To understand exactly what CRISPR is, we went to Eric Lander for a quick science lesson. He's director of the Broad and Zhang's mentor. He's best known for being a leader of the Human Genome Project that mapped out all of our DNA, which is like a recurring sequence of letters.
Eric Lander: During the Human Genome Project, we could read out all the human DNA, and then, in the years afterwards, find the misspellings that caused human diseases. But we had no way to think about how to fix 'em. And then, pretty much on schedule, this mind-blowing discovery that bacteria have a way to fix those misspellings, appears
Bill Whitaker: This comes from bacteria?
Eric Lander: This comes from bacteria. Bacteria, you know, they have a problem. And they came up with a real clever solution. When they get infected by viruses, they keep a little bit of DNA, and they use it as a reminder. And they have this system called CRISPR that grabs those reminders and searches around and says, "If I ever see that again, I am gonna cut it."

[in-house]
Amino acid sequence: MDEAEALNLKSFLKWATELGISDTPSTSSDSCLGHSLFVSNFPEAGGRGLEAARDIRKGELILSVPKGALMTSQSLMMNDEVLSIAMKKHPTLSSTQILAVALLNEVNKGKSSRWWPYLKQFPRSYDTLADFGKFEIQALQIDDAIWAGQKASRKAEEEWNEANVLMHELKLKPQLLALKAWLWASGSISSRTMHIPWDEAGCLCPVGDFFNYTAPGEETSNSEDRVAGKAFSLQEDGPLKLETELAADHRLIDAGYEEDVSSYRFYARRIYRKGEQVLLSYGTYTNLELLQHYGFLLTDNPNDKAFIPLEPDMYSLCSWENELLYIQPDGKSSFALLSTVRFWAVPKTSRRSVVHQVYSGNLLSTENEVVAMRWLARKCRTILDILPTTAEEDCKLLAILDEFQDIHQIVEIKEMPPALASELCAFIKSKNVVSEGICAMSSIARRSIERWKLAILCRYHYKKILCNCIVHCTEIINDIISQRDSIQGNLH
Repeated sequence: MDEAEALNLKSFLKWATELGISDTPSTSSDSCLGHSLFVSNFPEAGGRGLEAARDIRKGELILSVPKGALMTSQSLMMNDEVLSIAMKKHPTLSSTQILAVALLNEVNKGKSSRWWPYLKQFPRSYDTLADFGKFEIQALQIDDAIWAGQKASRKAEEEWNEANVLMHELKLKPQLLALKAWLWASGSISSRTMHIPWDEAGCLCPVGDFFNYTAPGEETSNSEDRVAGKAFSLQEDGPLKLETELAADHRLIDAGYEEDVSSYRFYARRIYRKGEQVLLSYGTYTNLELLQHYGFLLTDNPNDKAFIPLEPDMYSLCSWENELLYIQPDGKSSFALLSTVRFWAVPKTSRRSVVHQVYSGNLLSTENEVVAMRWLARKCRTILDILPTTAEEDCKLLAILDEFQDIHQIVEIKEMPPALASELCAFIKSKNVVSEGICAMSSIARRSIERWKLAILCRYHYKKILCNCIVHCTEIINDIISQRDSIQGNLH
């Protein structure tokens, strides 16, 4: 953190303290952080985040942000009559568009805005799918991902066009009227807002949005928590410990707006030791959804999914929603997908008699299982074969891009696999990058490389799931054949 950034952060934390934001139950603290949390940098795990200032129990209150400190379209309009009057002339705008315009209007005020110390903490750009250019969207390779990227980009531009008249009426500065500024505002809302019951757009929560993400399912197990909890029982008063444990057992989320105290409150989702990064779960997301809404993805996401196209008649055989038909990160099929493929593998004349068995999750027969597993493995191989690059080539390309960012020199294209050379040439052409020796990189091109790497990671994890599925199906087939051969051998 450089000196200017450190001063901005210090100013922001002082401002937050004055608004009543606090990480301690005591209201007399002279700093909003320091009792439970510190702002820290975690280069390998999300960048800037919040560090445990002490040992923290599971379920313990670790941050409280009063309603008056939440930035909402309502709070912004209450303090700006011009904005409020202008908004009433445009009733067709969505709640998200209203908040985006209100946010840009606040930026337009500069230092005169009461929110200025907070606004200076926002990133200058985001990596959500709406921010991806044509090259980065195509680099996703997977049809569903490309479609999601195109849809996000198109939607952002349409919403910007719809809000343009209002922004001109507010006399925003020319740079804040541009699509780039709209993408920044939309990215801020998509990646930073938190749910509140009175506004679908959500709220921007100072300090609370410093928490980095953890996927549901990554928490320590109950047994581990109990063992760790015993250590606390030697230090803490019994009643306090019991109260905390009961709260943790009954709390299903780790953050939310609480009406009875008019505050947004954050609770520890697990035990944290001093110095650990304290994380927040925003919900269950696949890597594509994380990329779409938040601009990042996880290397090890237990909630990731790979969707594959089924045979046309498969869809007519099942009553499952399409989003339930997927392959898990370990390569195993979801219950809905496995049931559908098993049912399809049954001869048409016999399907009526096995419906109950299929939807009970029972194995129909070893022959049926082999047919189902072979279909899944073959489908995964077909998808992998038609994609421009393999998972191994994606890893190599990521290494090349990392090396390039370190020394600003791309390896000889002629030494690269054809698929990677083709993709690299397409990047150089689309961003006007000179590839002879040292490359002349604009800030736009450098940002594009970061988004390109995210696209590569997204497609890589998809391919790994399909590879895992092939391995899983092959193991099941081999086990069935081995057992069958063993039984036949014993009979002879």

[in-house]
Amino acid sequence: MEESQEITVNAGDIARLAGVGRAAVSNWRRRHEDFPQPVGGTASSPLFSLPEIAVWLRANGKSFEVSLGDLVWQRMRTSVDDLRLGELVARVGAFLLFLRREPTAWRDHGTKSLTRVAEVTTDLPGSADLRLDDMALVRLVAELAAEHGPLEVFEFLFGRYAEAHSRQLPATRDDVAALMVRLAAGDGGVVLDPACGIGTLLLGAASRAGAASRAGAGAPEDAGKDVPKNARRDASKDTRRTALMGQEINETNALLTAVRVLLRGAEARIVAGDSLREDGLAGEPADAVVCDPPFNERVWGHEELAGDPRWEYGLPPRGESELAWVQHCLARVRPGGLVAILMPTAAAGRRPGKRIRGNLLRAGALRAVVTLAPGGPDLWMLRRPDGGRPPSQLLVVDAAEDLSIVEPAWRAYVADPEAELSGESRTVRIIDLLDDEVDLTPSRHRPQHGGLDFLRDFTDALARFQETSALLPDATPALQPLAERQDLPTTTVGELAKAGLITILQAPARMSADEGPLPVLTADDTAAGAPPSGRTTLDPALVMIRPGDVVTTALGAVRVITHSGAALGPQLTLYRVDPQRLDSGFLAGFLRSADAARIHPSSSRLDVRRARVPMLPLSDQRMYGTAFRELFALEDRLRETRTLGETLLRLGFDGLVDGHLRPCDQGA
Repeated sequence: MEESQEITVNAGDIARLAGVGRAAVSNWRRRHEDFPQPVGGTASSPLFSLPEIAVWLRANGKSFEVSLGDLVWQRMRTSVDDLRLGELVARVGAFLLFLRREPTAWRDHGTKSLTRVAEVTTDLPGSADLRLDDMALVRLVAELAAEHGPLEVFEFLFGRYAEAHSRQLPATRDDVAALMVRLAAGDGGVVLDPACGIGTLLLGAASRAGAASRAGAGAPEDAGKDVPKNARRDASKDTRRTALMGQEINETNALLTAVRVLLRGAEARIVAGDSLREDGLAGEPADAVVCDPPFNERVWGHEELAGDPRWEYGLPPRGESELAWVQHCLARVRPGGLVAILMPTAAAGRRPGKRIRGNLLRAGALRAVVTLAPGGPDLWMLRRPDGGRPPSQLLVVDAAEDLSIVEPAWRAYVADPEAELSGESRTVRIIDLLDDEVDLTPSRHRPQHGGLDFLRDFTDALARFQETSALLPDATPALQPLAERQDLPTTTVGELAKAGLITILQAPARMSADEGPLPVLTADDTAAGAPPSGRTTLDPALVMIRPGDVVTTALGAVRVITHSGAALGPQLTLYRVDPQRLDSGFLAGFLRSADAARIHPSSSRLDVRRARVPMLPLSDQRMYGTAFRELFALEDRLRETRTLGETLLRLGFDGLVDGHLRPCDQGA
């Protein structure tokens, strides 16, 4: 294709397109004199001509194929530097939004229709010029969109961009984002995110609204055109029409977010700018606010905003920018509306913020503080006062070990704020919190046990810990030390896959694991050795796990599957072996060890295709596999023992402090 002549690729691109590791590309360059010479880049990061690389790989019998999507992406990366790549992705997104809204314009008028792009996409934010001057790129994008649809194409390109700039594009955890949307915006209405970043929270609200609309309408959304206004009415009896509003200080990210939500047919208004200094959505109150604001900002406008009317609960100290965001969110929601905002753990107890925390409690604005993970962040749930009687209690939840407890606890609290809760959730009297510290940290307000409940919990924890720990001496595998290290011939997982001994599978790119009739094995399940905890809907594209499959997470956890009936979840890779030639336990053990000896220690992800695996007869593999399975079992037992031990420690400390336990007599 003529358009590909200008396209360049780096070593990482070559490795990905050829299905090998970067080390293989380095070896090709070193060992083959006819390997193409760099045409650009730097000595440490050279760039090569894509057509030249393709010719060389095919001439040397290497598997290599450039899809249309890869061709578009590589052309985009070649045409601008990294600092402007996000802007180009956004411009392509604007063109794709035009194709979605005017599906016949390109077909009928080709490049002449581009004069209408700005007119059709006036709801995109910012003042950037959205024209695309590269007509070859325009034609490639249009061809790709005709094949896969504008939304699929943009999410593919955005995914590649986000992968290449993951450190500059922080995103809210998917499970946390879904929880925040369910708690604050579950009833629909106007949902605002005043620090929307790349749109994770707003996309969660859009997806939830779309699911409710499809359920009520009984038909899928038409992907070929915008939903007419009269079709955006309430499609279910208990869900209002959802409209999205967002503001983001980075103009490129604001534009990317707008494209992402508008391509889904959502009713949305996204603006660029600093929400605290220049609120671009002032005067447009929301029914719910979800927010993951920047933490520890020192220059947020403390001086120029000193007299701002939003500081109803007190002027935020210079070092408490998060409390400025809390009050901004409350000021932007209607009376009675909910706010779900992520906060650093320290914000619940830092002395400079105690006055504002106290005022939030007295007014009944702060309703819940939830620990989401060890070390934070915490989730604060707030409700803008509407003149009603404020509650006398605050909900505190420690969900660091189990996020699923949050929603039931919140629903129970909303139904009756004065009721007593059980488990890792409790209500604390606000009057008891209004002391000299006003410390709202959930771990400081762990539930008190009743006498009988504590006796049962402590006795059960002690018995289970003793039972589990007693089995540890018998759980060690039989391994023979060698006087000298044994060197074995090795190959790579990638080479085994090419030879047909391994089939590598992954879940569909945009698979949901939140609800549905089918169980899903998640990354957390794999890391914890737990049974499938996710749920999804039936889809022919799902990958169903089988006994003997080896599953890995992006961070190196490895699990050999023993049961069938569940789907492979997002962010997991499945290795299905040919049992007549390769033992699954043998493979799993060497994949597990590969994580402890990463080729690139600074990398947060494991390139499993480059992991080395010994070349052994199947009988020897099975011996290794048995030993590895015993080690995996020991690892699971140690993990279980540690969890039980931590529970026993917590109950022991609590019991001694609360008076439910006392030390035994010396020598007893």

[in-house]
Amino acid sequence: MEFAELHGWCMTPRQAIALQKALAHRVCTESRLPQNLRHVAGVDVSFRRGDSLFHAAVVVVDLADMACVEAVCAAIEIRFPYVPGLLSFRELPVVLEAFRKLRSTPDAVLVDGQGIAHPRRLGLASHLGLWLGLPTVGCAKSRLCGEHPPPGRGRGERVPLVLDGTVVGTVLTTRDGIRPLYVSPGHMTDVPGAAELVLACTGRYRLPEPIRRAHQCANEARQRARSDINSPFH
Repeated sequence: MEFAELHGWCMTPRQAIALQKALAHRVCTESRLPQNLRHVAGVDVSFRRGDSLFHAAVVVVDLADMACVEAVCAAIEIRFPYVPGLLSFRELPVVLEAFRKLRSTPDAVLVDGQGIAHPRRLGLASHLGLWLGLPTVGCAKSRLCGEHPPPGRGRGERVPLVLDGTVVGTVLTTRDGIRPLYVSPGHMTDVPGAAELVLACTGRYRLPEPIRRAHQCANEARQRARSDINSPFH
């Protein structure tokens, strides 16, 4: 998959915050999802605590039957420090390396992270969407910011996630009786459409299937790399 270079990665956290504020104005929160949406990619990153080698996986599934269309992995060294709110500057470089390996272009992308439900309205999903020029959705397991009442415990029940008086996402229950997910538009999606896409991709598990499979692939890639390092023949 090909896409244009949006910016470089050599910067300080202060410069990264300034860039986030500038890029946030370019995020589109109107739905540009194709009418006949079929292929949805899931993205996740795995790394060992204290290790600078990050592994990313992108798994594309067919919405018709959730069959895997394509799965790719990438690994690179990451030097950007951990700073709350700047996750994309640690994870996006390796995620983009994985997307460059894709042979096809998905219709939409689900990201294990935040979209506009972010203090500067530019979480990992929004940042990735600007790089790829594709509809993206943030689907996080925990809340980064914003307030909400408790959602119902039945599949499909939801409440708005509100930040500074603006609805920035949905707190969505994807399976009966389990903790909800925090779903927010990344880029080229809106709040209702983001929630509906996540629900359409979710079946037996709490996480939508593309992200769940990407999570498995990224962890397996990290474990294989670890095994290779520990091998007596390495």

Zhang used that same bacterial system to edit DNA in human cells our DNA is made up of chemical bases abbreviated by the letters A, T, C, and G. As you can see in this animation from Zhang's lab at MIT, a mutation that causes disease reads like a typo in those genetic instructions. If scientists can identify the typo, they can program CRISPR to find it and try to correct it.
Bill Whitaker: You program it? You say--
Feng Zhang: That's right.
Bill Whitaker: "I'm looking for this string of letters."